Authors: Michael Hodgson*, University of South Carolina, Zhenlong Li, University of South Carolina, Silvia Elena Piovan, University of Padova-Italy, Caglar Koylu, University of Iowa
Topics: Geographic Information Science and Systems, Hazards, Risks, and Disasters
Keywords: social media, language, disaster, geocoding
Session Type: Paper
Start / End Time: 4:30 PM / 6:10 PM
Room: Forum Room, Omni, West
Presentation File: No File Uploaded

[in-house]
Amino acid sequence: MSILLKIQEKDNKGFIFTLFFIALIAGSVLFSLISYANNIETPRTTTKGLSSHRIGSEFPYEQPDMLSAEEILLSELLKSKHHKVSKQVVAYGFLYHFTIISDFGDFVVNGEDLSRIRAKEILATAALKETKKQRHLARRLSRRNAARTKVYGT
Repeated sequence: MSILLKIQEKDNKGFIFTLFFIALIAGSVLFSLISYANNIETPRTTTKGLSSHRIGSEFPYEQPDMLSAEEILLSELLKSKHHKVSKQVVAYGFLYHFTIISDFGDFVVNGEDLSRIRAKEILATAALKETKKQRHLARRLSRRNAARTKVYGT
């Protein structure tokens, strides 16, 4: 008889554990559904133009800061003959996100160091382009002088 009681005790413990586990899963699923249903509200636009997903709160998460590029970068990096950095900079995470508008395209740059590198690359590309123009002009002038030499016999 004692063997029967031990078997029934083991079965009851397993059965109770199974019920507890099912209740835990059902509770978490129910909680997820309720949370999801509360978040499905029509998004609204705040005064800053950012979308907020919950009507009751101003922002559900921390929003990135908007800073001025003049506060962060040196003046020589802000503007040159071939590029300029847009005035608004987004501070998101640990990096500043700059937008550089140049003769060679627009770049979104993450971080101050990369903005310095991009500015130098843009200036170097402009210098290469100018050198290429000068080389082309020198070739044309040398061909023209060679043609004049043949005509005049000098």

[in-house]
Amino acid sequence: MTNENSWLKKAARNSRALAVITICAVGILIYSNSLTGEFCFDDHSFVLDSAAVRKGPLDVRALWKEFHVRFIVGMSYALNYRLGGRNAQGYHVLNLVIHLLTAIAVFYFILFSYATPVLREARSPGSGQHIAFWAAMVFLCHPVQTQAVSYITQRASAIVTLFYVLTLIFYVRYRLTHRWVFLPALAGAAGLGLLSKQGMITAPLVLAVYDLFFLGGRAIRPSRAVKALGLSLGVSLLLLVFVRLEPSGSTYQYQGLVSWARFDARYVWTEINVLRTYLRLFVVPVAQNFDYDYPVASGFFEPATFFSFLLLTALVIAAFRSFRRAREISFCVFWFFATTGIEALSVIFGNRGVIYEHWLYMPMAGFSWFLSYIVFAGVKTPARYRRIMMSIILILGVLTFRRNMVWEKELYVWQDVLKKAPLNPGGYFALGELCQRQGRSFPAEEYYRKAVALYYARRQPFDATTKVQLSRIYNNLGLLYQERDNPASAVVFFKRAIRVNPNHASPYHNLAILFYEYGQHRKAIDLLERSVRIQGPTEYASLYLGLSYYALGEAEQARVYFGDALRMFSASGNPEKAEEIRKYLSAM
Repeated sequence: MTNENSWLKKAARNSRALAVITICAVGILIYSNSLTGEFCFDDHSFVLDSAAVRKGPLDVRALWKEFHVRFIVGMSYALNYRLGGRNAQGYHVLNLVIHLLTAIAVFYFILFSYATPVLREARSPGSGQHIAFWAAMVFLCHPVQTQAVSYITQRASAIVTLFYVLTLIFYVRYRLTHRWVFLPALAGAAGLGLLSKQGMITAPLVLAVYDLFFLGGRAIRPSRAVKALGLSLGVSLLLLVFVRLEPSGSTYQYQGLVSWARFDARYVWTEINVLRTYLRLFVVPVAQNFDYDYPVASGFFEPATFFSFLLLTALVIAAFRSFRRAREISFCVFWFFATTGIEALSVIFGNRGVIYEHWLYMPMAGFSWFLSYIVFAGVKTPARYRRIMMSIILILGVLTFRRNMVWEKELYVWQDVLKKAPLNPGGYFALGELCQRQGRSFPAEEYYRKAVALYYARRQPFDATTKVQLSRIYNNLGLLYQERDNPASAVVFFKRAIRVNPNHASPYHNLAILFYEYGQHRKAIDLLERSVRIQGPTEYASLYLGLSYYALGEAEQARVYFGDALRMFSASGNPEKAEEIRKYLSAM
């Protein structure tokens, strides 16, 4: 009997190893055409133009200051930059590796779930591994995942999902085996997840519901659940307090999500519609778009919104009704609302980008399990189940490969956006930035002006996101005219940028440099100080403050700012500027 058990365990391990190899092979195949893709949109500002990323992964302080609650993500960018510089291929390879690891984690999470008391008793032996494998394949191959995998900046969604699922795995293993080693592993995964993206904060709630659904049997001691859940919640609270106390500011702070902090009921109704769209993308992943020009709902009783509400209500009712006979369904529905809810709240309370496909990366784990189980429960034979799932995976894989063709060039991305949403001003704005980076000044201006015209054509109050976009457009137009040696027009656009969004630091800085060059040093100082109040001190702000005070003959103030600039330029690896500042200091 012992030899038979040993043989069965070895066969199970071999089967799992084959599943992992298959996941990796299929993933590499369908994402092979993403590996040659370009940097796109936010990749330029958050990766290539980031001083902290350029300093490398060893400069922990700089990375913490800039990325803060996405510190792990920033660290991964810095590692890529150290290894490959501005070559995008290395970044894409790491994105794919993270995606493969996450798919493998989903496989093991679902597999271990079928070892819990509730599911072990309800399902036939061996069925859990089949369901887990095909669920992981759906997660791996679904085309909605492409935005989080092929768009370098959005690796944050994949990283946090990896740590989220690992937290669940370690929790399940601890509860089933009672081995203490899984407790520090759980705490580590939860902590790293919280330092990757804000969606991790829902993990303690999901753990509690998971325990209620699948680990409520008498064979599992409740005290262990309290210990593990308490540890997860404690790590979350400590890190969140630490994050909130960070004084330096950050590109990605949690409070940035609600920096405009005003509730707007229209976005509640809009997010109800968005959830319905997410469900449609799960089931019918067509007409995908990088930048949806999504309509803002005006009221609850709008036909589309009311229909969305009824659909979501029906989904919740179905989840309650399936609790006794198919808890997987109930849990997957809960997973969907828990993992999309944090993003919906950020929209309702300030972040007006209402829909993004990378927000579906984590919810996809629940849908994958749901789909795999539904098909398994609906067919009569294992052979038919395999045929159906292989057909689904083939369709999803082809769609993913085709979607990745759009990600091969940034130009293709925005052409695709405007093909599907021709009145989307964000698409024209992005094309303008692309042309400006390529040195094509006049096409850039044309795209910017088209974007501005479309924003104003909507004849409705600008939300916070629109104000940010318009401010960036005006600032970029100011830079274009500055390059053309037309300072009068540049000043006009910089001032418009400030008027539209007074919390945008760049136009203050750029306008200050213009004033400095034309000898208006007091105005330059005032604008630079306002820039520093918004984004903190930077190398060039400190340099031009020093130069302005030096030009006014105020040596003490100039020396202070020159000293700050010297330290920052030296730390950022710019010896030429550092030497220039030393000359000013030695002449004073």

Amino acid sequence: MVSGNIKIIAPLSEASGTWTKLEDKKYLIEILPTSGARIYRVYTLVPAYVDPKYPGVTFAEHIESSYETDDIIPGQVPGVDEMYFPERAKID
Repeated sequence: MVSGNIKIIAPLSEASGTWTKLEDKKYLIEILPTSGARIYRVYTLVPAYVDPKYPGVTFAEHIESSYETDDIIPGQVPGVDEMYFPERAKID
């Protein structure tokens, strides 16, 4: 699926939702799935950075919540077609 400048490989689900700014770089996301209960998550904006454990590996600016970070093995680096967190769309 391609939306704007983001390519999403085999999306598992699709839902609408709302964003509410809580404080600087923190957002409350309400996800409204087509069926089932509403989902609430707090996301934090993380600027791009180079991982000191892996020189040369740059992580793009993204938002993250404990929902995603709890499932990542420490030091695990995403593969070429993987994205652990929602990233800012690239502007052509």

Considerable research has examined the utility of social media for mapping the extent and nature of a disaster event. With little exception, the social media examined are those in the English language. While relying on the English-only tweets is convenient for analysis, this bias, particularly for incorporation in an emergency response, may portray an incomplete assessment of situational awareness based on dominant language spoken in different geographic areas. This issue on language becomes increasingly complex in countries where there are large proportions of diverse languages or concentrations of a single language in areas impacted by a disaster event. Moreover, the temporary movement of people, such as on business or tourism, results in tweets of widely varying language. In this research we examine the proportions of social media data (tweets) sent by language, the variation in tweets during/after the event, and issue of visitors, such as tourists emitted tweets during/after the event. We compare the use of language to night-time resident language across the geographic landscape. This research uses disaster events (floods, wildfires, and earthquakes) in different countries, such as the United States, Mexico, Italy, France and Turkey.